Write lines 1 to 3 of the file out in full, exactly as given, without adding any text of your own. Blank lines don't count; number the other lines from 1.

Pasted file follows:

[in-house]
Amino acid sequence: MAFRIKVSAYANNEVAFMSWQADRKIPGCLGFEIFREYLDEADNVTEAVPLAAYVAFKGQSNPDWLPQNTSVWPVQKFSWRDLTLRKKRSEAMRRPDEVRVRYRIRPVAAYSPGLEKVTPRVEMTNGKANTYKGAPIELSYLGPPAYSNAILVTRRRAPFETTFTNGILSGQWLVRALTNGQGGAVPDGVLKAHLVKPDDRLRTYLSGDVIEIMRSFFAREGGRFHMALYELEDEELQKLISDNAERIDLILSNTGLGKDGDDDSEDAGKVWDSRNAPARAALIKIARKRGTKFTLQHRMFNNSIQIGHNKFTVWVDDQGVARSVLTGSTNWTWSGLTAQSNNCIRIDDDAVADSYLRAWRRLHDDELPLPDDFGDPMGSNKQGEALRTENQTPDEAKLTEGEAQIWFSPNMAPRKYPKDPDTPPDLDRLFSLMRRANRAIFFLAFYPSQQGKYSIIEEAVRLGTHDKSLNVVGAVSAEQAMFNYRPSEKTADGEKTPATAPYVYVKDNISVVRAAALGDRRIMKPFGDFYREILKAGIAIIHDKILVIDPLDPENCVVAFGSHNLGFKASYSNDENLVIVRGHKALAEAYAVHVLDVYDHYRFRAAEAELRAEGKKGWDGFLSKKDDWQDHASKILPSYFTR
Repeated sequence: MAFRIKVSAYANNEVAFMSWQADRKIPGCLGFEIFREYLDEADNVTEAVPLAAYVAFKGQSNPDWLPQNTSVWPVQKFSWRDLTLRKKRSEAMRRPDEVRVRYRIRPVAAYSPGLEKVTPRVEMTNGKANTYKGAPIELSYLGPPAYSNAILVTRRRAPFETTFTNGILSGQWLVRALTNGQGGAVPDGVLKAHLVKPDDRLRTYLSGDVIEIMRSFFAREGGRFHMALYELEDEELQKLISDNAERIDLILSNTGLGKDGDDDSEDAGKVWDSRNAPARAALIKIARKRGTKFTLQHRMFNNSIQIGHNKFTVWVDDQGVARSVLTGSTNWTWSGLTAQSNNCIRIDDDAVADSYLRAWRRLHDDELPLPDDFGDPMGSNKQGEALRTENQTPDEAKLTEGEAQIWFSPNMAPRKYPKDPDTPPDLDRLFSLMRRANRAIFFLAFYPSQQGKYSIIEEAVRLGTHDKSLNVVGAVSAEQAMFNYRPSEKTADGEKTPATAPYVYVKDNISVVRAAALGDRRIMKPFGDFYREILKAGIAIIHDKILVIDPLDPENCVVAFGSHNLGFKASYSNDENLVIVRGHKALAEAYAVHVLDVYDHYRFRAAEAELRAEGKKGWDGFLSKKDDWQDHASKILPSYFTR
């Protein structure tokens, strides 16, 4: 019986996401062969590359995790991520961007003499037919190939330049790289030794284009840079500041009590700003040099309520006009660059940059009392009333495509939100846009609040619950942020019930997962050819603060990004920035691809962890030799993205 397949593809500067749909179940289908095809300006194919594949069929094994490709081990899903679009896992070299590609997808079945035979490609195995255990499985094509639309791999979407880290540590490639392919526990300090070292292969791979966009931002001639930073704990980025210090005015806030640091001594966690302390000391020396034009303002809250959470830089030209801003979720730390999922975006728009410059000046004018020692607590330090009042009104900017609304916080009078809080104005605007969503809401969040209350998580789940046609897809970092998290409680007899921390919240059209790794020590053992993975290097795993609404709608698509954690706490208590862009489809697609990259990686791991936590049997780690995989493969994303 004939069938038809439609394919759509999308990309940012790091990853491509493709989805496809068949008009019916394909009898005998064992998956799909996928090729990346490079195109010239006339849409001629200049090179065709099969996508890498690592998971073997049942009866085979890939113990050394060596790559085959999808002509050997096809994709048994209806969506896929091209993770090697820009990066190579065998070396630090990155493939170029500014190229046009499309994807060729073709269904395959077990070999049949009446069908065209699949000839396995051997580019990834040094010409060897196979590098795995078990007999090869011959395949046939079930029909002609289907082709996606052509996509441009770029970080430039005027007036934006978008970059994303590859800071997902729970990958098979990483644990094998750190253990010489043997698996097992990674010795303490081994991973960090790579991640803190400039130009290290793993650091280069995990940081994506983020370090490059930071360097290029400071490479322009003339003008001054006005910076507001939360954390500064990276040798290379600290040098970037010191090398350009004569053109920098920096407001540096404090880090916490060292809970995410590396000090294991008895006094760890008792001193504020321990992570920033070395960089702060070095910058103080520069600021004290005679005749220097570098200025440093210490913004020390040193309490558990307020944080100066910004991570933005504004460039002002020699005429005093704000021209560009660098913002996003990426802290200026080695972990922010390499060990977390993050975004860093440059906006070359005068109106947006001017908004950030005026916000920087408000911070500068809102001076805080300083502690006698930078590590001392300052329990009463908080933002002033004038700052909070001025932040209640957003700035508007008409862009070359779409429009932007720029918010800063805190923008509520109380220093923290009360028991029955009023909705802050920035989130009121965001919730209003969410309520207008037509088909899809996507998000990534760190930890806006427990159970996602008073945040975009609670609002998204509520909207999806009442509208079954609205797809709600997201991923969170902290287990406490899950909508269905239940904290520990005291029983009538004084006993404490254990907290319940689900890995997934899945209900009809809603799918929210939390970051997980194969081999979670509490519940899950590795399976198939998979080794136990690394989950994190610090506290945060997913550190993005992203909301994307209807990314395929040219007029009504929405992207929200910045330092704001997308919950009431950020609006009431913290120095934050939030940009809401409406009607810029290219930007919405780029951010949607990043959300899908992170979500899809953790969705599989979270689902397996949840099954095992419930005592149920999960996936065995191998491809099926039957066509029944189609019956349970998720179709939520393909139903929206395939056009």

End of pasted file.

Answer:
[in-house]
Amino acid sequence: MAFRIKVSAYANNEVAFMSWQADRKIPGCLGFEIFREYLDEADNVTEAVPLAAYVAFKGQSNPDWLPQNTSVWPVQKFSWRDLTLRKKRSEAMRRPDEVRVRYRIRPVAAYSPGLEKVTPRVEMTNGKANTYKGAPIELSYLGPPAYSNAILVTRRRAPFETTFTNGILSGQWLVRALTNGQGGAVPDGVLKAHLVKPDDRLRTYLSGDVIEIMRSFFAREGGRFHMALYELEDEELQKLISDNAERIDLILSNTGLGKDGDDDSEDAGKVWDSRNAPARAALIKIARKRGTKFTLQHRMFNNSIQIGHNKFTVWVDDQGVARSVLTGSTNWTWSGLTAQSNNCIRIDDDAVADSYLRAWRRLHDDELPLPDDFGDPMGSNKQGEALRTENQTPDEAKLTEGEAQIWFSPNMAPRKYPKDPDTPPDLDRLFSLMRRANRAIFFLAFYPSQQGKYSIIEEAVRLGTHDKSLNVVGAVSAEQAMFNYRPSEKTADGEKTPATAPYVYVKDNISVVRAAALGDRRIMKPFGDFYREILKAGIAIIHDKILVIDPLDPENCVVAFGSHNLGFKASYSNDENLVIVRGHKALAEAYAVHVLDVYDHYRFRAAEAELRAEGKKGWDGFLSKKDDWQDHASKILPSYFTR
Repeated sequence: MAFRIKVSAYANNEVAFMSWQADRKIPGCLGFEIFREYLDEADNVTEAVPLAAYVAFKGQSNPDWLPQNTSVWPVQKFSWRDLTLRKKRSEAMRRPDEVRVRYRIRPVAAYSPGLEKVTPRVEMTNGKANTYKGAPIELSYLGPPAYSNAILVTRRRAPFETTFTNGILSGQWLVRALTNGQGGAVPDGVLKAHLVKPDDRLRTYLSGDVIEIMRSFFAREGGRFHMALYELEDEELQKLISDNAERIDLILSNTGLGKDGDDDSEDAGKVWDSRNAPARAALIKIARKRGTKFTLQHRMFNNSIQIGHNKFTVWVDDQGVARSVLTGSTNWTWSGLTAQSNNCIRIDDDAVADSYLRAWRRLHDDELPLPDDFGDPMGSNKQGEALRTENQTPDEAKLTEGEAQIWFSPNMAPRKYPKDPDTPPDLDRLFSLMRRANRAIFFLAFYPSQQGKYSIIEEAVRLGTHDKSLNVVGAVSAEQAMFNYRPSEKTADGEKTPATAPYVYVKDNISVVRAAALGDRRIMKPFGDFYREILKAGIAIIHDKILVIDPLDPENCVVAFGSHNLGFKASYSNDENLVIVRGHKALAEAYAVHVLDVYDHYRFRAAEAELRAEGKKGWDGFLSKKDDWQDHASKILPSYFTR